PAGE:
NaNoWriMo and Beyond.

12075075_191699751172239_5321089671272926714_nSo NaNoWriMo (National Novel Writing Month) has ended, and yes I participated. I did, unfortunately, not reach the goal. A vacation involving Mickey Mouse and a cruise, kind of got in the way, but despite that hurdle I was able to reach 43K by the end of the month. Regardless of whether or not I won or not it was an experience I am proud of and only hope that the feverish banging away at the keyboard will persist into some sort of regular habit. A writer writes, right?

So what did I learn? I learned that outlines are good and necessary for taking on a feat of 50K works in a month, especially since a day job, kids, daily obligations, and so on are always there to keep you from that one thing you really want to do. It makes you realize that even though there is all this stuff in your life there can be a little time, here and there, to do the thing that makes you grin with the satisfaction of achievement. After I returned from my vacation, which I did manage to write although it wasn’t anything up to the daily standard, I spent any time I had with my laptop in order to try and catch up. Some of those nights where I could have turned in after reaching the normal daily goal I pushed on to rack up word count. This may sound like an act in filling space with exhausted yammering, but in most cases I found my story heading in directions I never planned. I explored thoughts that never reached the outline I thought was pretty damned thorough. In short, I surprised myself because it made me wonder if I would have found these avenues if I had not pushed myself further than my comfort zone.

When the month began I had two stories I could go with. One was a continuation of The Price of Favors (you can check out the first three chapters here, here, and here), a novel I wrote some time ago and have been working on for quite some time. The other was a new project spawned from a short story I wrote while at a friend’s house. Both had possibilities, both were things I was ready to write about, and I took the one that seemed to be the harder one. I could have continued a fictional universe and developed that world as I saw fit. I could even change it if I wanted to, but I went with the other. Why? Because it kind of scared me. I knew there were things I wanted to get out of my head in both stories, but the one I chose seemed to need to get out, or I wanted to explore those thoughts more in depth than the other could allow. The choice was made, and I set forth on my quest.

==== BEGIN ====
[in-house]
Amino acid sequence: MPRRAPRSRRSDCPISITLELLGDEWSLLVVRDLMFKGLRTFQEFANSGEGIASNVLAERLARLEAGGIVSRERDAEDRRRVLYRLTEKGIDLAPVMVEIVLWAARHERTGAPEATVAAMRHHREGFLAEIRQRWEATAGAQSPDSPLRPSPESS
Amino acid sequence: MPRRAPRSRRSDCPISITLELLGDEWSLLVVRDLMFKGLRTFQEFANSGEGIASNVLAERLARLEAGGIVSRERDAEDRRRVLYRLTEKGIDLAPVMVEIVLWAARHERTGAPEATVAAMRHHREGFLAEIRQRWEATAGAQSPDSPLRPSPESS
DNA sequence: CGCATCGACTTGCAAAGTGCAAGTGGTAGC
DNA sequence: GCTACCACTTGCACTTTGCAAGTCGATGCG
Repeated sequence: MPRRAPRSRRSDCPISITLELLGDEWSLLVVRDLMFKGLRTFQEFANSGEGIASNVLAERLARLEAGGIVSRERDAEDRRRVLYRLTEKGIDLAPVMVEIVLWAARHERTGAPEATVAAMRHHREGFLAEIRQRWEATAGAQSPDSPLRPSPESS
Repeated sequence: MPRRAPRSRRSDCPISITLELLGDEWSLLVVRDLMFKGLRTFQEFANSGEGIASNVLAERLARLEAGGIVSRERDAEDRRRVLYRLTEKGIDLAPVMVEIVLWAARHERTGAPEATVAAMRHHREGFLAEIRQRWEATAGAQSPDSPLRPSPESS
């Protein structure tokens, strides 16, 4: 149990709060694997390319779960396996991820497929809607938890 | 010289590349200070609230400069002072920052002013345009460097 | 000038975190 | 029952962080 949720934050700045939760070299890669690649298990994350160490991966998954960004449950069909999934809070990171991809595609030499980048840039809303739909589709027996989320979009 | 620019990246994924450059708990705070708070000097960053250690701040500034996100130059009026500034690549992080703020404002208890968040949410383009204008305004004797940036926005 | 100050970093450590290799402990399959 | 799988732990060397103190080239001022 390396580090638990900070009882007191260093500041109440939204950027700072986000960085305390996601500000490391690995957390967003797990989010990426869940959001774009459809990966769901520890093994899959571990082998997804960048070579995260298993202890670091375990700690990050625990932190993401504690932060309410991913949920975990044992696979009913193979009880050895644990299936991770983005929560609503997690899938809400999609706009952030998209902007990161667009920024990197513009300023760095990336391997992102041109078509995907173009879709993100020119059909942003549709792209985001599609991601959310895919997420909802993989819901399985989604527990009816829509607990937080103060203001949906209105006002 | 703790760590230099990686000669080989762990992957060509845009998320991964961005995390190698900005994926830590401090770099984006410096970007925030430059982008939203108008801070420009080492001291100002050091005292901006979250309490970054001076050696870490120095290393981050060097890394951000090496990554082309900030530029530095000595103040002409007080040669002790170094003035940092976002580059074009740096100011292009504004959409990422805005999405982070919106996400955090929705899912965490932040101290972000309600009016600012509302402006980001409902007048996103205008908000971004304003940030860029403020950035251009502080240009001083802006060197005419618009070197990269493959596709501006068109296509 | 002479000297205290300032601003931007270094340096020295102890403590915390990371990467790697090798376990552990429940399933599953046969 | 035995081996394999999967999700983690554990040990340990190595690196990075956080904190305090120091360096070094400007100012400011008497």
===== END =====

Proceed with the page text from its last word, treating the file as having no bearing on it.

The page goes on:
Now, it’s done, one of them at least. And now, I wait a little while and see what it’s like to read what I’ve completed. I’d love to delve right into it, but I think I’ll have to get busy with the next project to clear my head. I’ll need a deadline. I’ll need to take time out of my schedule to get things done. Not having the the pressure of NaNoWriMo hanging over me makes it harder in a way. To be honest, I liked having that looming deadline hanging over me. It gave me a reason to step away from what I normally do to find out what would happen next with the characters I created in a world all their own. I now have to do it again, and again, and so on.

Writer’s write. Right?


  1. Nothing feels better than a freshly printed first draft of your novel!

  2. […] written about NaNoWriMo in the past, and just like last year I’m not sure if I plan on participating. I have several ideas I […]

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